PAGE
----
As we are counseling, we may discover that people do not have a good understanding of the Bible. They may need help with (a) a broad understanding of Bible structure (OT vs. NT; structure of the NT – Gospels – Acts – Pauline Epistles – General Epistles – Revelation; and so forth). In addition, they may need help understanding in-depth Bible study. There are numerous resources to help with Bible study: on 4/9/2021 a Google search of the Internet for the terms “how” “study” “Bible” returned 364,000,000 results while a search of Amazon books for the same terms found 20,000 results.
What I want to present are two specific words that can help us understand the Bible text. When we encounter these words in our reading/study it’s time to stop and contemplate what is written. I call it “Whoa, pull up the reins” or “Step on the brakes.” The first word I am going to use as an example is “therefore.” The second word we will dig into is “but,” especially looking at the phrase “but God.”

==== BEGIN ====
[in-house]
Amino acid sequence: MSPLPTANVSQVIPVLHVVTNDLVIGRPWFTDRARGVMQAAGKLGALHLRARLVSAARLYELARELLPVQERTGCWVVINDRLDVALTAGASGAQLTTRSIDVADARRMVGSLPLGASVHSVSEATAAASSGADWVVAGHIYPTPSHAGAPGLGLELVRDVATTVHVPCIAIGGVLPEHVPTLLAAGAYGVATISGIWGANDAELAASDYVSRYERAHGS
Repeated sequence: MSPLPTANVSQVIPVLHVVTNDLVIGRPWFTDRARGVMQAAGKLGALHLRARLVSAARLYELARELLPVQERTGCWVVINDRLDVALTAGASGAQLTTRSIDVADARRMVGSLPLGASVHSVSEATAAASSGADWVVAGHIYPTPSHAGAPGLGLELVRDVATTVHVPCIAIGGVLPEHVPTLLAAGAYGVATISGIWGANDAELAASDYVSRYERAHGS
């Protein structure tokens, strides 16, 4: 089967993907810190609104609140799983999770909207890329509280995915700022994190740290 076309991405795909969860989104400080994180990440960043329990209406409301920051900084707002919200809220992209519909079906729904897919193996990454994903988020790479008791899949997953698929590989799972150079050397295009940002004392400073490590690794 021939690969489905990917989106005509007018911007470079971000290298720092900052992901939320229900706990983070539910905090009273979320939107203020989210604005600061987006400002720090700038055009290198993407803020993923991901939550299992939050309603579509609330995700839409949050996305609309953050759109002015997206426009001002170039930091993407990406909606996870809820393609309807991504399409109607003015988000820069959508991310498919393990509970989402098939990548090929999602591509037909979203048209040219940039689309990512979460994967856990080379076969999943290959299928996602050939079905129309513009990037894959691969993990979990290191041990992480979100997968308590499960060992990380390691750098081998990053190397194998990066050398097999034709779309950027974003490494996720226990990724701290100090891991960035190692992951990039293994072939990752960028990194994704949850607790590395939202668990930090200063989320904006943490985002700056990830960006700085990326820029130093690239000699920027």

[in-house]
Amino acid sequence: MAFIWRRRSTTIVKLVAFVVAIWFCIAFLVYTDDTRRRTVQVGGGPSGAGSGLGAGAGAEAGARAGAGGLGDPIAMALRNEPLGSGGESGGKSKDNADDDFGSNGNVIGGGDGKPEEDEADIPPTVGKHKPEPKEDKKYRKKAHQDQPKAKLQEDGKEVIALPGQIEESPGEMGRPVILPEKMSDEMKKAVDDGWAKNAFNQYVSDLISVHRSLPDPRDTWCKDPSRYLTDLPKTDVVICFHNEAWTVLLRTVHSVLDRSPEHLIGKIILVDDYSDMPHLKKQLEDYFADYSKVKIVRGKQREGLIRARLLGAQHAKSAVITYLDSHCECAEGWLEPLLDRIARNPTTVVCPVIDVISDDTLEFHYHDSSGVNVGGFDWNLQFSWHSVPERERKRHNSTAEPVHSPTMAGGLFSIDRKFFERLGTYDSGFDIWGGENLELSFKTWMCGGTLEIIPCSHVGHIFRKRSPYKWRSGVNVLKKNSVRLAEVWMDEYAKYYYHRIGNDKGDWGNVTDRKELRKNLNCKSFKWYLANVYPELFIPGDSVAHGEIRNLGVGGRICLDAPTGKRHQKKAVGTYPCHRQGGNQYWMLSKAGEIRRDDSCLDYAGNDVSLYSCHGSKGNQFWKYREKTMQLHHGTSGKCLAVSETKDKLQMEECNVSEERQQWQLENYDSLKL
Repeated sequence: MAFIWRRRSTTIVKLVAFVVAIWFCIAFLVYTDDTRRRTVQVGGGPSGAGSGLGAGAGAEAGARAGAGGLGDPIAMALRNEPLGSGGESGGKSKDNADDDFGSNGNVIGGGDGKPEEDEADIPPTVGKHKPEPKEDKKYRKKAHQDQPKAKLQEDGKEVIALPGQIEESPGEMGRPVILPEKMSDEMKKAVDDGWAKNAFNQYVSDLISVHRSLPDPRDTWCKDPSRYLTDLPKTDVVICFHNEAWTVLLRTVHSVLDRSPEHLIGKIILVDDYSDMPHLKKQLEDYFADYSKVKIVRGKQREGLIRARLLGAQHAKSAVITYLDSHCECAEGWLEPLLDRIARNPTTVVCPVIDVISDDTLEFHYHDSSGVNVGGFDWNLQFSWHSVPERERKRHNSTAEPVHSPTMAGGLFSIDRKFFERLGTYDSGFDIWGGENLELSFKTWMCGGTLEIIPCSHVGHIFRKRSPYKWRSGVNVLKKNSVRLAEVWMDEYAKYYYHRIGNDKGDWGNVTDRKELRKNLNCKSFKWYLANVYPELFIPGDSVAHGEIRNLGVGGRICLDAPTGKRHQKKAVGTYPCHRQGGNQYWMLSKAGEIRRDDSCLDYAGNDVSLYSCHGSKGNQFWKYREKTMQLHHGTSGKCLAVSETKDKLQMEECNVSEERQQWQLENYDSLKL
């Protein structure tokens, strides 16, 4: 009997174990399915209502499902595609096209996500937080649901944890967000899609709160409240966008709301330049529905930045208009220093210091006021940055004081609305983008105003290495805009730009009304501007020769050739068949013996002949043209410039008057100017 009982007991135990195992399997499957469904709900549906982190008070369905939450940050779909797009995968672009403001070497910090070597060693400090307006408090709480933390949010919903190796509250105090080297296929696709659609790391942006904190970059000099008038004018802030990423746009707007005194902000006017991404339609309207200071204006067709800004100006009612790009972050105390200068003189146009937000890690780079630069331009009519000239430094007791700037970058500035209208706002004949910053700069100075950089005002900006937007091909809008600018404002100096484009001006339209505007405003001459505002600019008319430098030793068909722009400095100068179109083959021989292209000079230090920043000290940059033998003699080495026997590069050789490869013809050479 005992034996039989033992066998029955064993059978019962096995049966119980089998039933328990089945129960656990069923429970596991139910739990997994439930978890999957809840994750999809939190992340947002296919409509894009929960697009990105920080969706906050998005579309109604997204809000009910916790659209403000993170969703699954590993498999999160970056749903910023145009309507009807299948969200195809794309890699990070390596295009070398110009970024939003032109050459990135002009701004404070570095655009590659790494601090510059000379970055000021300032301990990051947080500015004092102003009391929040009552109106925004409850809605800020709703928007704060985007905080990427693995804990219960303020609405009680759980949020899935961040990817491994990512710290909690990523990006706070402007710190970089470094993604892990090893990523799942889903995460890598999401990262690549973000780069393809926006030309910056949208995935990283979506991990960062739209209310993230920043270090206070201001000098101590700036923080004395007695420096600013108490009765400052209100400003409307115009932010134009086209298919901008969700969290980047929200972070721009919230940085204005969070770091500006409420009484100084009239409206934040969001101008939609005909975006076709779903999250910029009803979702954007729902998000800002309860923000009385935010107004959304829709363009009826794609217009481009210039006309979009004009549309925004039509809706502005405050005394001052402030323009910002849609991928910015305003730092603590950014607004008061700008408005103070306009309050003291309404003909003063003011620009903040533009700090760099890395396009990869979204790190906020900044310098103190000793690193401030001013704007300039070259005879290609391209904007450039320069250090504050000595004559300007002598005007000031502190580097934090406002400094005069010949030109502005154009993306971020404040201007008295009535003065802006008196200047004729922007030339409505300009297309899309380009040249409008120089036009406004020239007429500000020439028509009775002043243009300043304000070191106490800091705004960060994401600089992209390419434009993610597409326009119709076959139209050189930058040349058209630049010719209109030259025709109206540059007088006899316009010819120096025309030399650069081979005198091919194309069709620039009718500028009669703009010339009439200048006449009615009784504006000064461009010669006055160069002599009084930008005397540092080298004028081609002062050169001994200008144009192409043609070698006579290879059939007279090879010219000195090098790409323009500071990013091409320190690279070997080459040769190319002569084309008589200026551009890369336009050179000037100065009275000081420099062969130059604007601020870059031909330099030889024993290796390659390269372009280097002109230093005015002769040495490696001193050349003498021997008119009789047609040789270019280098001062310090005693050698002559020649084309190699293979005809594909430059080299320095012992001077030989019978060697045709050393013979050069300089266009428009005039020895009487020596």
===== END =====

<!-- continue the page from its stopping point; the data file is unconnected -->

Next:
To do an extensive study of these two words, I will examine how eight different English Bibles translate these words. The Bibles are English Standard Version (ESV), New International Version (NIV), New Living Translation (NLT), King James Version (KJV), New King James Version (NKJV), Holman Christian Standard Bible (HCSB), New American Standard Bible (NASB), and Common English Bible (CEB). (Appendix 1)
Example #1: “Therefore”
In this section, I want to show how one of these words should cause you to “Whoa, pull up the reins” or “Step on the brakes.” The word is “therefore.” It’s a word to watch for when you are reading/studying. It should jump off the page as you read. You might want to highlight it.
“Therefore” is defined as: 1.a. for that reason: consequently; b. because of that; c. on that ground; 2. To that end (Meriam-Webster’s Collegiate Dictionary, 11th Edition, 2003).
The word “therefore” occurs many times in the Bible (Appendix 2). It occurs most frequently in the New King James Version (NKJV).